Tuesday, 8 March 2011

What, Oh What, Will I Wear Tomorrow

The “Future of Fashion” exhibition, sponsored by accessories manufacturer YKK and designer Kei Kagami, held in St. Martin’s Courtyard in Covent Garden, was a fringe event that accompanied London Fashion Week. It seems odd to name one event the Future of Fashion, when, really, isn’t that what Fashion Week is about anyway? To showcase new collections, show off new “girls” from the hottest modelling agencies, and to create new fashion trends? How do new fashion trends come about, though, and what makes them so cyclical? Why are we so enthralled by the corseted velvety primness of the ladies on Lark Rise to Candleford, and what makes us drool for vintage fashion?
Kemp and Earl say in The Elgar Companion to Consumer Research and Economic Psychology that two things signal a change in fashion trends. One, a particular trend gets more and more extreme, to the point where it becomes unsustainable to run any further with it. And two, the whole point of new fashion trends is to allow the people who are “in the know” to stand out from the crowd – once everyone starts to wear cheap imitations, the trend loses its reason for being. So, the trend changes, and things move on. (In Kate Middleton’s engagement dress from Issa, have we finally reached the anti-thesis of this proposition? Will we ever see the end of it?)
This kind of trend may be true of design historically, but it seems in the fashion industry today that designing a new collection is an end in itself. As a hot designer, your new collection has to always outshine your older work, and everyone else’s new ideas, too. Where, then, do designers look for this constant flow of new ideas? Are there any new ideas, or are we resigned to looking at retro fashion to find new inspiration? Alexander McQueen’s armadillo shoes notwithstanding, are there any truly new ideas in design?
Critical postmodern theorists like Jameson and Baudrillard, in Fashion as Communication, say that everything we design, the buildings we live in, the clothes we wear, they are all a pastiche. We’ve done it all before, and our “new trends” are simply a nostalgic re-hash of old trends. As Baudrillard says, fashion is always a recycling of the past. This is not a criticism, simply a fact of the cyclical nature of trends.
Going with the flow, then, the Future of Fashion showcased a motley collection of fashion and accessories from recent London design graduates. Fully three of the eleven pieces on display evoked a distinct Isabella Blow flashback, designed either with bird feathers in the head gear, or as birds in flight. Emma Yeo’s two pieces of millinery half hid and half revealed the face, cosseting the head like a nun’s habit, or an Egyptian hieroglyphic. Both hats were made of delicate-looking but strong black mesh in the shape of a bird’s wings, and looked poised for flight. If it were up to me, I would have chosen some of the award-winning confections on her website to be featured in the exhibition. The starburst oyster shells and the delicate tiara of wood shavings are my favourites.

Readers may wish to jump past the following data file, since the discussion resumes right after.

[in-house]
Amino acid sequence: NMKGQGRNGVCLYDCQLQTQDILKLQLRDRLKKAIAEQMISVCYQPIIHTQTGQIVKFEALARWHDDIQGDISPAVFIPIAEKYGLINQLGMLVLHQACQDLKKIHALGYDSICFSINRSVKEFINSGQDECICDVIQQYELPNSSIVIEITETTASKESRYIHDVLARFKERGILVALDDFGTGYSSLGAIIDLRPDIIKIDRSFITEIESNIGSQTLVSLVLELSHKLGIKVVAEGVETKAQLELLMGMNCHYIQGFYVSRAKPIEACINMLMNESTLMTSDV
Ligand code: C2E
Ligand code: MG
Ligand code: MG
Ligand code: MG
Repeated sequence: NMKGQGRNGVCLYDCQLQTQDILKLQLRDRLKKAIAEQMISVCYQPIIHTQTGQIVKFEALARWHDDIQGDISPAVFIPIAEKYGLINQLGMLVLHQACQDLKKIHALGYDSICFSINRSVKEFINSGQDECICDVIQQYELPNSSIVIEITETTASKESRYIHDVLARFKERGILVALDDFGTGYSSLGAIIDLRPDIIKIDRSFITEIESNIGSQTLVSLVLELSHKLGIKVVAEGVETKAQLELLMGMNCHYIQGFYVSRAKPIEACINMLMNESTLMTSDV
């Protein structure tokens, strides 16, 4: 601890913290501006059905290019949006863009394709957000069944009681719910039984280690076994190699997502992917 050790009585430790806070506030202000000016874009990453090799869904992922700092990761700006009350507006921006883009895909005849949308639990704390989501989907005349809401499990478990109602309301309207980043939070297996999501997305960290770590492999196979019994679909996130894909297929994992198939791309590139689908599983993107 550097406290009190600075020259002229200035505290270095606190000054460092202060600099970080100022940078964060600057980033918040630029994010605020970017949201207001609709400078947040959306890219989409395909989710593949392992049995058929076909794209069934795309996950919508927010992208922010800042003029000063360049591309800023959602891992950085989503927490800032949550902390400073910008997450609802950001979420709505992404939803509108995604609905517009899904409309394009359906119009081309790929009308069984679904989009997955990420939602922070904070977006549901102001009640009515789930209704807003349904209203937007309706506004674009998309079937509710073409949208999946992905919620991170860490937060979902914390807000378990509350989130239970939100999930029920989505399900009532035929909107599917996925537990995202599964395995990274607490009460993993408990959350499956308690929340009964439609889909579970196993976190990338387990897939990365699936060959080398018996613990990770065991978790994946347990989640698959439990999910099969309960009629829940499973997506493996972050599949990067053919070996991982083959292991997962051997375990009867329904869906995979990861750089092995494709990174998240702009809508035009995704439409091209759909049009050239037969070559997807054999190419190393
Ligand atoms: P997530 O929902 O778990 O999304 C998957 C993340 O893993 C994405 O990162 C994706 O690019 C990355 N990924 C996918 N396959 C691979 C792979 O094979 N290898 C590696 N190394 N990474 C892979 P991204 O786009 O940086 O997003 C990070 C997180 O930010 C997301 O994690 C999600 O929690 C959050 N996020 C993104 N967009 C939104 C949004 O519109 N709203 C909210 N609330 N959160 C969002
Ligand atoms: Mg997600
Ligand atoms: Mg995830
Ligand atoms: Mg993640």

If Rob Goodwin’s funky leather bustier is the future of fashion, though, then I’m in. Delicately and softly moulded to the chest, the jacket buttons all the way up the neck, and leads up to one of Goodwin’s acclaimed leather helmets, some of which have been commissioned by British Vogue and Vogue Italia. Going with the retro trend, the gear wouldn’t be out of place on a Roman gladiator, if she were young, petite and sexy.
It is true that the Future of Fashion event featured David Longshaw’s mouse Maude, who is supposed to be a spawn created by the (im)possible mating of British fashion’s favourite muse, Isabella Blow, brewery-goddess and walking-pastiche, Daphne Guinness, the effervescent Beatrix Potter, and several other colourful characters. It also featured Mason Jung’s uniform “Camouflage,” that evokes, for him, the strict discipline of his childhood. Still, my biggest thrill on visiting St. Martin’s Courtyard was the discovery that Bill’s from Brighton has now stormed London. I’m not totally convinced that this small fashion-fringe event was indeed the Future of Fashion, but I do know that Bill’s is the Last Word in Food!

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